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Saturday, Nov 28, 2020

London sets standard for surveillance societies

London sets standard for surveillance societies

London has around 420,000 CCTV cameras, making it the second-most monitored city in the world after Beijing, with its 470,000 cameras (Washington DC, in third place, has just 30,000). That makes the UK capital a valuable test bed for visual surveillance technology and the application of artificial intelligence is supercharging cameras to monitor events such as crowd build-up, aiding smarter city planning. But the mass use of cameras by law enforcement for facial recognition is another matter in a democratic society.

Madhumita Murgia's Big Read today looks at facial recognition experiments in London, where members of the public were arrested for avoiding cameras, and highlights the court case in Cardiff brought by Ed Bridges against the South Wales Police for scanning his own face twice, including during a protest.

In his crowdfunding appeal for the case, Mr Bridges laid out his view of the high stakes for human rights. “The inevitable result is that people will change their behaviour and feel scared to protest or express themselves freely — in short, we’ll be less free.”

That's already the case in authoritarian China, which uses facial recognition as part of its extensive and highly intrusive surveillance of Muslim Uighurs in Xinjiang province. Yuan Yang describes her visit to the province and says while she could always spot awkward plainclothes officers trailing her, monitoring by cameras means you never really know when you’re being watched. On her way to visit an orphanage for the children of detained Uighur Muslims, officers put up a roadblock just as her car was approaching. Coincidence or cameras playing a sinister role?


The Internet of (Five) Things


1. AI will invent itself
In a landmark challenge to the international patents regime, a band of legal experts has called on authorities in the US and EU to recognise the “inventorship” of artificial intelligence. Two patent applications filed this week, for a food container and a flashing light, were the work of a machine called Dabus (“device for the autonomous bootstrapping of unified sentience”). Separately, AI can now warn critical care doctors that their patients are at risk of developing severe kidney damage up to two days early, with the potential to save hundreds of thousands of lives every year. The machine learning model was developed jointly by DeepMind Health, a division of Google, and the US Department of Veterans Affairs.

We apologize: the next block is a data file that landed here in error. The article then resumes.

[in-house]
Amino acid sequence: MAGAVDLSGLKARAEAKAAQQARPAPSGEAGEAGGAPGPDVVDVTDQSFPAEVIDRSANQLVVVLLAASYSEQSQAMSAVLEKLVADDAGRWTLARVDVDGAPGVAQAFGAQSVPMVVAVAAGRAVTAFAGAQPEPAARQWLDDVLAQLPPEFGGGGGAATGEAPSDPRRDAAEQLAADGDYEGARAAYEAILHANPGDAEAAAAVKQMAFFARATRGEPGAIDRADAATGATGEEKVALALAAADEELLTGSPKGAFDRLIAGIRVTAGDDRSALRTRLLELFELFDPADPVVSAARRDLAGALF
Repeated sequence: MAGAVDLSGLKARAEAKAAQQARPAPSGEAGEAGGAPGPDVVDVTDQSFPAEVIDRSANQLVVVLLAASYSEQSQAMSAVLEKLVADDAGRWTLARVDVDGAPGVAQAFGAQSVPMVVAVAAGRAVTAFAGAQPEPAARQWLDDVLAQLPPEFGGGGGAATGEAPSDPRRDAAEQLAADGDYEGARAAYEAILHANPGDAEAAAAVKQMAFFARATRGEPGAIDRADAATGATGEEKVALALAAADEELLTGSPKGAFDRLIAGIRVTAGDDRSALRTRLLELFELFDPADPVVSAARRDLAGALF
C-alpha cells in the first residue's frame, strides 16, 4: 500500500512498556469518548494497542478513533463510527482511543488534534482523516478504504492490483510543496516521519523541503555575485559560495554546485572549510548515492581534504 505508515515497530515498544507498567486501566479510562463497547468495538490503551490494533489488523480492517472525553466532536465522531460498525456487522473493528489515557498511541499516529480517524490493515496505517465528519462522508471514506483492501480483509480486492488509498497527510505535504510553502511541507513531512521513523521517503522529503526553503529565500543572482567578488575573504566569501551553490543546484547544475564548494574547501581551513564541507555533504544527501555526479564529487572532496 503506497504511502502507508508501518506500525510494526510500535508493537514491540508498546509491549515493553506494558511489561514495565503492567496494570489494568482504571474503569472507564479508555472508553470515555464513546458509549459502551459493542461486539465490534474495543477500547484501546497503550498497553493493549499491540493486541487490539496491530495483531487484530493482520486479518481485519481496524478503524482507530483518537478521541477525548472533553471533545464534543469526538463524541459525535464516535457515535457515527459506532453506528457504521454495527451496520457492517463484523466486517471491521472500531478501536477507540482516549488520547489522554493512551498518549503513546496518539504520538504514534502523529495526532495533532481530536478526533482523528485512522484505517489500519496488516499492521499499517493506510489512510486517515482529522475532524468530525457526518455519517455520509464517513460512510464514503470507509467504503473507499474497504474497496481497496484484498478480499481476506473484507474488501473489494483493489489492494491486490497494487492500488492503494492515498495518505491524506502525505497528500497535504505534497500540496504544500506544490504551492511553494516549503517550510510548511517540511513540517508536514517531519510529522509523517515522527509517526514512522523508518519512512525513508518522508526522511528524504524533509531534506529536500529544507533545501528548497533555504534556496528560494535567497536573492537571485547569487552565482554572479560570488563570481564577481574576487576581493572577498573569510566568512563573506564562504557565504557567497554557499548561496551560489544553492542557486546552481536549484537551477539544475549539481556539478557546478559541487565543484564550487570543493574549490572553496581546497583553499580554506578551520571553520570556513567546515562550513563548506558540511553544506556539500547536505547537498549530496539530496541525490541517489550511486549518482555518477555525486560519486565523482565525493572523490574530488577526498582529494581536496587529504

2. UniCredit and Ford have Capital One fears
Italian bank UniCredit and US carmaker Ford have launched investigations into whether their data have been caught up in the Capital One data security breach. On Tuesday, cyber security researcher Brian Krebs said in a blog post that he had accessed a Slack channel in which the arrested former Amazon Web Services employee Paige Thompson had listed other databases she had found, by hacking “improperly secured Amazon cloud instances”. A screenshot of the databases included one labelled “unicredit”. Lex says cloud fans are of the opinion the breach could have happened just as easily if the data were held on an on-site server.

3. Earnings round-up: Qualcomm, Western Digital, Zynga

Qualcomm complained of “continued weakness in China” as it anticipated fourth-quarter sales of between $4.3bn and $5.1bn, compared with $5.8bn in 2018 and below the $5.7bn expected by Wall Street. Western Digital said it saw signs of improvement in the flash memory market as it reported an in-line quarter. Mobile game publisher Zynga upped its full-year guidance and beat second-quarter forecasts, adding fuel to a stock that has already soared 60 per cent this year.


5. LSE clinches $27bn deal for Refinitiv
The London Stock Exchange Group has agreed to buy data provider Refinitiv for $27bn, sealing a deal that will turn it into a global markets and information powerhouse to rival Michael Bloomberg’s financial data empire. The deal may signpost the future of the City of London, says the FT’s editorial board. David Schwimmer, not the one from Friends but the LSE chief executive, hopes to be remembered as the guy who transformed the LSE.

Bird's description and launch of the Bird Two comes less than three months after it unveiled Bird One, its next-generation electric scooter designed to be more durable, powerful, and longer-lasting than previous versions, reports The Verge. The new Bird is apparently even more durable, powerful, and longer-lasting. Rolling out next week, it features over 50 per cent more battery capacity than Bird One, self-reporting damage sensors, antitheft encryption, and puncture-proof air-filled tyres.


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